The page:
No 'evil more monstrous has ever existed upon earth'. So said the leading anti-slavery campaigner Thomas Clarkson on celebrating the end of the slave trade. Clarkson was supported and part-financed by Charles Darwin's grandfather, the master potter Josiah Wedgwood. But the words could equally have been Darwin's – or those of his other grandfather, the libertine, poet and Enlightenment evolutionist Erasmus Darwin. For all of them slavery was a depravity to make one's 'blood boil', in Charles Darwin's words, a sin requiring expiation: 'to think that we Englishmen and our American descendants ... have been and are so guilty'. The trade – transporting snatched Africans to labour till their deaths in the fields and factories of the New World and elsewhere – was outlawed in the British dominions in 1807. That was two years before Darwin was born, and he would grow up awaiting abolition of the damnable slavery system itself in the British colonies (which came in 1833).

Even then Charles Darwin continued to see the worst excesses of slavery for himself on the Beagle voyage (1831–6) and he was revolted by its 'heart-sickening atrocities'. Slavery, justified by the planters' belief that black slaves were a separately created animal species, was the immoral blot on his youthful landscape and a spur to his emancipist study of origins – evolution, we call it today. The enormity of the crime in the eyes of the Darwins and their Wedgwood cousins was understandable: the African slave abductions had resulted in probably the largest forced migration of humans in history.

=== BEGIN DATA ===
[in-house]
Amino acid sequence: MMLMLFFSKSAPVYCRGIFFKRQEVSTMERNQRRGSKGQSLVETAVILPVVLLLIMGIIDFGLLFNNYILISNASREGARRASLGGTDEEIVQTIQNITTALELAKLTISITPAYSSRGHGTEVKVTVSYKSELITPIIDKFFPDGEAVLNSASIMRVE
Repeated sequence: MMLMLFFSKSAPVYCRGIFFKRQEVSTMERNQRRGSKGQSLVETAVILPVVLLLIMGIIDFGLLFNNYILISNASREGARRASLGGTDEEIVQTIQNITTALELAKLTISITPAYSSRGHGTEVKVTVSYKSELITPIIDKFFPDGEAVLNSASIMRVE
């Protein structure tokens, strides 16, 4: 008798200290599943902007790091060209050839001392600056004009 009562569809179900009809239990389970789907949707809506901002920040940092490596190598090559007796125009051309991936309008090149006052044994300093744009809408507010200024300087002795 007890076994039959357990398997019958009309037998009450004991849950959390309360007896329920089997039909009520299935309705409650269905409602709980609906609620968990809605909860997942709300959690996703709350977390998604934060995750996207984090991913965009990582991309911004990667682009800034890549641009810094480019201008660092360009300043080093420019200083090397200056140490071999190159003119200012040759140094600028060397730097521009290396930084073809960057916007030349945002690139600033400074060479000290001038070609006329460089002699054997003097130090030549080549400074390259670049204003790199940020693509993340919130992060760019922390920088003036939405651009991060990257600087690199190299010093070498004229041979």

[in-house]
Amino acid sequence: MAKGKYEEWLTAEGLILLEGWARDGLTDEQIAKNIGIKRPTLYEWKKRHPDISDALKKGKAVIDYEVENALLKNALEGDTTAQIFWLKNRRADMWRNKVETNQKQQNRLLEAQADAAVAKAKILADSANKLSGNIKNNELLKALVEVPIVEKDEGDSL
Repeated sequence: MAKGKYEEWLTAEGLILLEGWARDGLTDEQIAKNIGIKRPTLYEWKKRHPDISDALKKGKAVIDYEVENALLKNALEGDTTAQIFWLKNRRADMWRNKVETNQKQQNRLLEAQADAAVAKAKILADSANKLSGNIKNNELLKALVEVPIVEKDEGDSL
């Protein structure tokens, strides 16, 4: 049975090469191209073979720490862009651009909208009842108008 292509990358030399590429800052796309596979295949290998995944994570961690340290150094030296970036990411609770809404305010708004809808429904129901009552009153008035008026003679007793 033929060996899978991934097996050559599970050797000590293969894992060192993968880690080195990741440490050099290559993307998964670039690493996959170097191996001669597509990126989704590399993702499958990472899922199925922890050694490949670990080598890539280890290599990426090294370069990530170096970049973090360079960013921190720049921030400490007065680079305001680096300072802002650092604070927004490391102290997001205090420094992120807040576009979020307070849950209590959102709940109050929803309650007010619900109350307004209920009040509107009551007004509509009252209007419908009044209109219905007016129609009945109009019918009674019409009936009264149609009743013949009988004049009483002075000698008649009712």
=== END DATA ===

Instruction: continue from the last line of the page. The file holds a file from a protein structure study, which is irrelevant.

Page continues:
The mass action against slavery between the 1780s and 1830s engendered a new feeling of patriotic pride in British liberty after the loss of the American colonies. The campaign made anti-slavery 'unprecedentedly popular' in Darwin's formative years. He was not alone in growing up in such a humanitarian environment; he was not alone in sharing its goals. But Darwin's undermining of slavery was a unique scientific response and it would shape the modern world.

Charles Darwin's family engagement with abolitionism began with his grandfathers, the doctor, philanderer, poet and prodigiously fat Erasmus Darwin on the one side, and the stern Unitarian and industrial potter Josiah Wedgwood on the other. These men would meet on full-moon-lit nights, with other prime movers who would power a technological revolution, in an informal Lunar Society of Birmingham.